tomburkhalter:

Matthew Wright has some good ideas here about the necessary knowledge base of a writer. Knowing a little bit about everything is an ideal we may aspire to, even if we never reach it. I never pass by a bit of trivia … you never know when it may prove not only useful but vital!

Originally posted on M J Wright:

It has always been a source of frustration to me, as a writer, that critics assume the only thing I know how to write about is whatever my last book was on. I’ve found, time and again, that if I write on something else, the first response by those who regard the new subject as their own personal possession is to deny my expertise in it.

It happened just a few weeks ago, in fact, though the critic should have known better as the topic was the very one I am formally trained in. I love irony. But the fact is that writers have to have a broad knowledge of a lot of subjects anyway.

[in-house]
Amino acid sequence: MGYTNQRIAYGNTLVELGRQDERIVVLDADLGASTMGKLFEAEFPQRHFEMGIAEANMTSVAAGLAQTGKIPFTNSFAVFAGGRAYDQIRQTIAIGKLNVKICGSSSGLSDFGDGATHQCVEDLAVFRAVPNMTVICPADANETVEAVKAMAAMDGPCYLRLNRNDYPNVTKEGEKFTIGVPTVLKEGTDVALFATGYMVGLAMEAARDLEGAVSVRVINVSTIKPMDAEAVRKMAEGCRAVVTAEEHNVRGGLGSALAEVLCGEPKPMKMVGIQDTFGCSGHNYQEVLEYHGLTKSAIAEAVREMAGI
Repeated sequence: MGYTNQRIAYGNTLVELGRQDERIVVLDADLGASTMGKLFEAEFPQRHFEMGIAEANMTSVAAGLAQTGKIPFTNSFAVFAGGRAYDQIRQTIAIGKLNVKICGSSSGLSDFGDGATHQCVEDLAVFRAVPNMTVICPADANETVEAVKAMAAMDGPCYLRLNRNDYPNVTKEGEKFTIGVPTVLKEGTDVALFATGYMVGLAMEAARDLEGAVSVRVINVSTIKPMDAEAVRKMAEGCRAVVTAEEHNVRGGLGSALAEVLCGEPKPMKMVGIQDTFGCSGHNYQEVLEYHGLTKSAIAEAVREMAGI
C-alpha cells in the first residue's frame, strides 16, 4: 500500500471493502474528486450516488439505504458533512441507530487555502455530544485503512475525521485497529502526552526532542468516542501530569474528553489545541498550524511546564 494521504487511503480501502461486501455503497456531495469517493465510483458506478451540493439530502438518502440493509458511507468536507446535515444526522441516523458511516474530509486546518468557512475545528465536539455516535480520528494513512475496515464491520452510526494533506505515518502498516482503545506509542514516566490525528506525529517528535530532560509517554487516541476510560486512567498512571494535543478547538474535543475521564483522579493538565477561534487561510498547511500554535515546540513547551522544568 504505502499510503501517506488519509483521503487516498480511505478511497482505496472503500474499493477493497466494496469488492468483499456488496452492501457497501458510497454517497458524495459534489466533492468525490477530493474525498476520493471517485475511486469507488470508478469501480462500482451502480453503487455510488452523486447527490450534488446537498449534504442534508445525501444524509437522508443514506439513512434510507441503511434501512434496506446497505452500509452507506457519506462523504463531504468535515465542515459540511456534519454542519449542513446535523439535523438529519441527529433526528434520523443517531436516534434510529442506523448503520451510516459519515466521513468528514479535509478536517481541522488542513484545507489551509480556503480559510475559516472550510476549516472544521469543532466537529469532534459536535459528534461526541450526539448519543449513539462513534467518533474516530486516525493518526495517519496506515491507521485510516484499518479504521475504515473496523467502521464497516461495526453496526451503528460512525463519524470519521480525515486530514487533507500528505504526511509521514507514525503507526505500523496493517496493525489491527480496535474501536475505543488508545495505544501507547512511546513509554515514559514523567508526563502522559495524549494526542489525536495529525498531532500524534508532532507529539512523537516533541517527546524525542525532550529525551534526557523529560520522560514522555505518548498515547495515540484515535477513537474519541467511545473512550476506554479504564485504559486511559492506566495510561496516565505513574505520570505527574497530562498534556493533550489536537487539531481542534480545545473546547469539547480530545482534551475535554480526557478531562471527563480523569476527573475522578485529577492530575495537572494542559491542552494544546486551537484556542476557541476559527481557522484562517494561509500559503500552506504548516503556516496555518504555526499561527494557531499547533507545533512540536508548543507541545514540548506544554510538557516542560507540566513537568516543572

That’s partly because one of the keys to longevity in this field is versatility.

But a broad knowledge is essential even when writing on a single subject. The world you’re building with your words – be it fiction, non-fiction or whatever –…

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  1. Hi – I[‘m pleased to pass on the Reality Blog Award… realise I’m adding this comment to a re-post of one of mine, but hey… Thank you. And all the best for your aviation novel!

    http://mjwrightnz.wordpress.com/2012/10/30/passing-the-reality-blog-award-to-those-who-deserve-it/

  2. S. Thomas Summers

    I write about the Civil War; however, I am not a historian. I simply developed stories that fall into history’s cracks. After reading my book, many assume I am a master historian. I am not. Go figure.

    S. Thomas Summers
    Author of Private Hercules McGraw: Poems of the American Civil War

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